On Thursday, Tehran’s attorney general said 16 people had been arrested for their alleged “disruption of the currency market." The 16 were said to have worked with "external and internal forces" in creating a panic that benefited them personally and helped to disrupt the economy.
Shops in Tehran's Grand Bazaar were reported closed or partially closed for a second day on Thursday, one day after police clashed with protesters angered over the dramatic decline in value of the currency. Opposition website, Kaleme, reported that Bazaaris who went to work on Thursday, either closed their shops or left them half-open.
The semi-official Mehr news agency reported Wednesday that Islamic Union of the Bazaar condemned "some individuals" for their efforts to close shops in parts of the Grand Bazaar of Tehran.
The report said that those responsible for bringing parts of the bazaar to a standstill would be held accountable.
According to the report, Ahmad Karimi Esfahani, the chairman of the Islamic Union of the Bazaar, said shopkeepers did not open their businesses because they were “worried about security,” but added that he expected them to reopen on Thursday.
Pictures gathered on social media sites appeared to show that there was little business activity going on at the bazaar both Wednesday and Thursday.
Semi-official Mehr News agency reported that the Unions had a meeting on Thursday and agreed to reopen the Bazaar on Saturday, and have asked the “security forces” to be present during the reopening. Mehr also reports that the Unions have put the main blame on the “economic policies of the government” of president Mahmoud Ahmadinejad and also added that they are loyal to the state and the revolution.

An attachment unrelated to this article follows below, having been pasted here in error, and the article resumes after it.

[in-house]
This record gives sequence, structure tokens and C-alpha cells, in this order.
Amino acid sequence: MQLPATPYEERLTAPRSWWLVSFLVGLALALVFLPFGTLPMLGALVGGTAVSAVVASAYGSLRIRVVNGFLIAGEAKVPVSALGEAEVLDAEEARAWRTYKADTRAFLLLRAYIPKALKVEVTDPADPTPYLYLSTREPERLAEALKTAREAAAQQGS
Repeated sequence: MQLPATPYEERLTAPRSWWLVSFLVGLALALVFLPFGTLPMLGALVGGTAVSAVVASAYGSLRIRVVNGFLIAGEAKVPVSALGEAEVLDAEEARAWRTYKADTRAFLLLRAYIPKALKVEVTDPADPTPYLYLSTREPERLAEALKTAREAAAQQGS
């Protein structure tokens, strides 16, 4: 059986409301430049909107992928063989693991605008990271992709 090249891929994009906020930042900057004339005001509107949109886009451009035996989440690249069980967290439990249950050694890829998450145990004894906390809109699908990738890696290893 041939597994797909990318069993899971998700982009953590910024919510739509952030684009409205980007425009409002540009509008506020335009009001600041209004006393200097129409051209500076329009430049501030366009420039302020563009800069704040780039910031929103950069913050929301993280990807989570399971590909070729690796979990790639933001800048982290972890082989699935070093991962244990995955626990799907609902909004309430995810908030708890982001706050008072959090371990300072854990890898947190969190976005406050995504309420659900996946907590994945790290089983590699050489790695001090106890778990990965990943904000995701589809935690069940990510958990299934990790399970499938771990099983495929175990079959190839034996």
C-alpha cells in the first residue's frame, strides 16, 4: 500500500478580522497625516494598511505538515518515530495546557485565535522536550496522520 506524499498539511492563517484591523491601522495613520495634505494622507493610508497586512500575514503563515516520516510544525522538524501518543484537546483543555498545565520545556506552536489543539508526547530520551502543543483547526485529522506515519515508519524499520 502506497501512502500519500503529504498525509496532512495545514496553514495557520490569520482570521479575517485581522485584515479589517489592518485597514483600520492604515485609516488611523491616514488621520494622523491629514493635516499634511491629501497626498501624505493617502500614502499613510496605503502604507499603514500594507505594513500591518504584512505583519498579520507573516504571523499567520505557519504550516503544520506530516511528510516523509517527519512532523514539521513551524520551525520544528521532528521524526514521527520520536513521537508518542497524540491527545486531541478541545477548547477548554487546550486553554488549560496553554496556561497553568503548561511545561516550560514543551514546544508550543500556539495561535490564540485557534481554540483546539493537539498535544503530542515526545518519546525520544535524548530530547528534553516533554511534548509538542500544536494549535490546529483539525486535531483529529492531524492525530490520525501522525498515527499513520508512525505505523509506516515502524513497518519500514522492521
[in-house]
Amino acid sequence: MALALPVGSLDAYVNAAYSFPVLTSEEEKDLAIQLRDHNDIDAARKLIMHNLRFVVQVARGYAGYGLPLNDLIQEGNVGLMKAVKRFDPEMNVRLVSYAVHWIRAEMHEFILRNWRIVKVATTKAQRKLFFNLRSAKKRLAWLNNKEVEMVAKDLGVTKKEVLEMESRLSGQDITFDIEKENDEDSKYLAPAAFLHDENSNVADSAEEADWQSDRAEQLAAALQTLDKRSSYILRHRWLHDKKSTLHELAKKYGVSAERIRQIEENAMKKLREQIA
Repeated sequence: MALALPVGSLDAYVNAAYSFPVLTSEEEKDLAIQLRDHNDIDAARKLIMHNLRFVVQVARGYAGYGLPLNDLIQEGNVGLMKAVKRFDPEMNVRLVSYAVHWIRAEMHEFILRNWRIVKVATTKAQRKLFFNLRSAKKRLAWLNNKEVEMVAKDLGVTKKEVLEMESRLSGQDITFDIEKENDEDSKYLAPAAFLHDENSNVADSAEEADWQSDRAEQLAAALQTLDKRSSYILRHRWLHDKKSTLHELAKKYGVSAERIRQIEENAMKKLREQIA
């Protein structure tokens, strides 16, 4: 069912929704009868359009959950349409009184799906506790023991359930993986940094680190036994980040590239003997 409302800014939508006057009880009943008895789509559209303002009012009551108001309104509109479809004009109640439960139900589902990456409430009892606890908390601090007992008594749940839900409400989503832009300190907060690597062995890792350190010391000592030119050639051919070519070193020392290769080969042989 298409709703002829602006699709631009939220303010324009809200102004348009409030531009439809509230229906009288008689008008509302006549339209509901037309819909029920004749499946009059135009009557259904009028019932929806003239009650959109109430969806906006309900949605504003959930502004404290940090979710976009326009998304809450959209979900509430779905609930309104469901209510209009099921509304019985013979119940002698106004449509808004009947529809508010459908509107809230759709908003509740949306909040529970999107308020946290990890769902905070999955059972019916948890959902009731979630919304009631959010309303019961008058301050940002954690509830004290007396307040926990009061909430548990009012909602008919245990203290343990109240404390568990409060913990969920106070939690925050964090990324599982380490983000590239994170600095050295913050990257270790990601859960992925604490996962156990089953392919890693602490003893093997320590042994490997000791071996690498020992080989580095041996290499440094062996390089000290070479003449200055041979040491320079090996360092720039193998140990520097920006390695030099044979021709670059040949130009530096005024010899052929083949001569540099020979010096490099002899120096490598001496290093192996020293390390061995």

Colonel Khalil Helali, a senior police official in Tehran said on Wednesday that the police will encounter those who “closed their shops for disruption.”
Over the past several days, the Iranian rial has lost a third of its value and has lost as much as 80 percent over the past year, adding to Iran’s economic woes. Iran’s official inflation rate is 25 percent.
On Tuesday, Ahmadinejad blamed Iran’s recent economic woes on “psychological pressures” linked to Western sanctions and criticized other politicians who have said the collapse of the currency has been worsened by his economic policies.
Ahmadinejad has been under internal pressure for his economic policies with parliament speaker Ali Larijani saying 80 percent of Iran’s economic problems are a result of government mismanagement and only 20 percent because of sanctions. Western sanctions have severely restricted Iran’s ability to sell oil on the world market and limited its access to the international banking system.
The resulting confusion about who’s to blame has left Iranians caught in the middle of the two.
Reza tweets: “Some say these high prices are because of sanctions, some think mismanagement is the problem and not sanctions. What can we do?”
? ? ? ? ? ? ? ? ? ? ? ? . ? ?— reza (@ireza_m) October 2, 2012
On Wednesday, Tehran experienced the first street violence since 2010 as protesters took to the streets to denounce Ahmadinejad's economic policies.
Protestors were met with security forces who were reportedly stationed at key areas in Tehran again on Thursday.
The video below, posted on Vahid HT’s YouTube channel was purportedly filmed during Wednesday's street protests. Demonstrators in the video shout "No to Syria. No to Lebanon. I only die for Iran." and "Leave Syria. Do something for Iran."
Related video report by Meredith Buel: